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First call-out for Staithes' new lifeboat

Lifeboats News Release

Staithes and Runswick RNLI’s new lifeboat was in action last night just 48 hours after coming into service.

The new Atlantic 85 Sheila & Dennis Tongue III spent more than four hours at sea looking after a missing night angler under Boulby cliff.

The 35 year-old man had become separated from two colleagues and got lost on the foreshore after descending the 600 ft cliff, the highest on England’s east coast, on a steep scramble known as Rope Walk.

After the alarm was raised to the Coastguard, the Staithes lifeboat launched and located the missing man. Crew member Tim Hurford swam ashore from the lifeboat to see that he was safe, 20 feet above the high tide mark.

Because of the swell and the big rocks under the cliff, helmsman Mark Porritt kept the lifeboat stood off at sea until high tide had safely passed while Coastguards stayed at the top of the cliff.

The four strong volunteer crew returned to Staithes at 3 am this morning (Tuesday).

Sean Baxter, Deputy Launch Authority at the station, said: ‘This is a difficult and dangerous descent at night and we do urge anglers to know their tide times, stay together and ensure they have good communications if they get into trouble. The new lifeboat and crew acquitted themselves admirably in difficult and unpleasant conditions.’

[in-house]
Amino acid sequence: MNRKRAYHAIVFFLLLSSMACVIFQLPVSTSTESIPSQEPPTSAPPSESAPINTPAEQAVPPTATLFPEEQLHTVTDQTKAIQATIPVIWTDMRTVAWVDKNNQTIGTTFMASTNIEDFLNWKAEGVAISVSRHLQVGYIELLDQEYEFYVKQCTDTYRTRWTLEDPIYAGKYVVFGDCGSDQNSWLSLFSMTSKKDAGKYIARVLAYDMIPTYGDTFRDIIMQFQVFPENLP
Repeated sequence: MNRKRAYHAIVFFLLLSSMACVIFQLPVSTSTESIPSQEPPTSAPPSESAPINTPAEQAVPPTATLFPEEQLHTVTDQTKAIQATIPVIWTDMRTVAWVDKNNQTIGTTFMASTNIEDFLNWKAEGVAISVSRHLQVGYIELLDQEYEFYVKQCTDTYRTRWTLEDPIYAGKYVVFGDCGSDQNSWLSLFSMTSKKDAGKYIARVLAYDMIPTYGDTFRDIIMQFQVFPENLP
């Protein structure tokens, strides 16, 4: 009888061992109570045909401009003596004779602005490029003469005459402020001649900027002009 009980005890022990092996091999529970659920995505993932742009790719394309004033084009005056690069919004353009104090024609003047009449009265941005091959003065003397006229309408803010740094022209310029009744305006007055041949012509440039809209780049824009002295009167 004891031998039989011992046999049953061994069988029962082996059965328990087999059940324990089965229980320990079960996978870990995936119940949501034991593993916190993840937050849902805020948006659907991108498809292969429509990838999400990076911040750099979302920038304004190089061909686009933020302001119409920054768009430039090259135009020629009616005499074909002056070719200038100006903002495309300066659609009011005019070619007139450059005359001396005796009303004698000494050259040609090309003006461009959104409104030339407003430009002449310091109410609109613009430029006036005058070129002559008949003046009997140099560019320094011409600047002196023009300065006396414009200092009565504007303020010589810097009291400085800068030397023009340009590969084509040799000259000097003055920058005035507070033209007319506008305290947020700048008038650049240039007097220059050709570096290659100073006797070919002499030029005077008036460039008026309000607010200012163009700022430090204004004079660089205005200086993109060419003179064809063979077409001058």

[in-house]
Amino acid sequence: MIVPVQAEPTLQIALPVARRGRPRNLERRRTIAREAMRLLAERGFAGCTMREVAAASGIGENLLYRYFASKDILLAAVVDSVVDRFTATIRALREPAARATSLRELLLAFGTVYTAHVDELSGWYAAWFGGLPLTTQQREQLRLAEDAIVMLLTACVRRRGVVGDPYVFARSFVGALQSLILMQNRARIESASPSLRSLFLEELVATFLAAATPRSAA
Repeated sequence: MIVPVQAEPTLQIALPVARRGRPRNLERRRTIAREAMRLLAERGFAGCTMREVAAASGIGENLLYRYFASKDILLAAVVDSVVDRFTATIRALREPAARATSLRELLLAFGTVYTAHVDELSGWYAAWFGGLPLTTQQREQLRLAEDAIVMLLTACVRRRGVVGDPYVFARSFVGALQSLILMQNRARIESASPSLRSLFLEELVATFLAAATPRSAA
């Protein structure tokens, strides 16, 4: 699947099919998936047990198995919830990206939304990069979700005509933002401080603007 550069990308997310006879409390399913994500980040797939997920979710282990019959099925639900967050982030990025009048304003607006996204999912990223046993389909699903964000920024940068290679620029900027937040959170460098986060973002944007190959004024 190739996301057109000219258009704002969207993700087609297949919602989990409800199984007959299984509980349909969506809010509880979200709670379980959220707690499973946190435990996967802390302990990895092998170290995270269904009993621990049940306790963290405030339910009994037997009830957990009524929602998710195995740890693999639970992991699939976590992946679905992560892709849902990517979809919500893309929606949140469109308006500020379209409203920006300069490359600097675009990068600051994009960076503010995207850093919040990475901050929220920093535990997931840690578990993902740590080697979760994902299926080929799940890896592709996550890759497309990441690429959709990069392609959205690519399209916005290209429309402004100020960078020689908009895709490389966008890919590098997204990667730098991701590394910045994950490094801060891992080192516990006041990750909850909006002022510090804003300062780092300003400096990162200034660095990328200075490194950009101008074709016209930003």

Key facts about the RNLI

The Royal National Lifeboat Institution is the charity that saves lives at sea. Our volunteers provide a 24-hour search and rescue service in the United Kingdom and Ireland from 238 lifeboat stations, including four along the River Thames and inland lifeboat stations at Loch Ness, Lough Derg, Enniskillen and Lough Ree. Additionally the RNLI has more than 1,000 lifeguards on over 240 beaches around the UK and operates a specialist flood rescue team, which can respond anywhere across the UK and Ireland when inland flooding puts lives at risk.

The RNLI relies on public donations and legacies to maintain its rescue service. As a charity it is separate from, but works alongside, government-controlled and funded coastguard services. Since the RNLI was founded in 1824 our lifeboat crews and lifeguards have saved at least 140,000 lives. Volunteers make up 95% of the charity, including 4,600 volunteer lifeboat crew members and 3,000 volunteer shore crew. Additionally, tens of thousands of other dedicated volunteers raise funds and awareness, give safety advice, and help in our museums, shops and offices.

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The RNLI is a charity registered in England and Wales (209603) and Scotland (SC037736). Charity number 20003326 in the Republic of Ireland